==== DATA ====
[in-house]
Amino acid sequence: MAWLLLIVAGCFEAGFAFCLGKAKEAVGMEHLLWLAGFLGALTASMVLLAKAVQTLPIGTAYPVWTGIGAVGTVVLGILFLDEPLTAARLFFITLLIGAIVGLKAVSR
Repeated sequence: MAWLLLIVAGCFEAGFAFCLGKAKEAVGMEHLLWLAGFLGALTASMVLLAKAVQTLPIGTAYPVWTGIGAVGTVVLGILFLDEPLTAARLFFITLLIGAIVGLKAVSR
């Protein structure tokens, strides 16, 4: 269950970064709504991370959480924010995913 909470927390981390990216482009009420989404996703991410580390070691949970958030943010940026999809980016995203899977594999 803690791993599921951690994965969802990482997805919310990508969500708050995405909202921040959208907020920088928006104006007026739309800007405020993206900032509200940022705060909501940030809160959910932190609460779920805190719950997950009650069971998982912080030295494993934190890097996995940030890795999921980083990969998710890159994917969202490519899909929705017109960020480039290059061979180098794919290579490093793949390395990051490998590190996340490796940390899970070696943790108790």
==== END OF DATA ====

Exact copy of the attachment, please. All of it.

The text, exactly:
[in-house]
Amino acid sequence: MAWLLLIVAGCFEAGFAFCLGKAKEAVGMEHLLWLAGFLGALTASMVLLAKAVQTLPIGTAYPVWTGIGAVGTVVLGILFLDEPLTAARLFFITLLIGAIVGLKAVSR
Repeated sequence: MAWLLLIVAGCFEAGFAFCLGKAKEAVGMEHLLWLAGFLGALTASMVLLAKAVQTLPIGTAYPVWTGIGAVGTVVLGILFLDEPLTAARLFFITLLIGAIVGLKAVSR
């Protein structure tokens, strides 16, 4: 269950970064709504991370959480924010995913 909470927390981390990216482009009420989404996703991410580390070691949970958030943010940026999809980016995203899977594999 803690791993599921951690994965969802990482997805919310990508969500708050995405909202921040959208907020920088928006104006007026739309800007405020993206900032509200940022705060909501940030809160959910932190609460779920805190719950997950009650069971998982912080030295494993934190890097996995940030890795999921980083990969998710890159994917969202490519899909929705017109960020480039290059061979180098794919290579490093793949390395990051490998590190996340490796940390899970070696943790108790």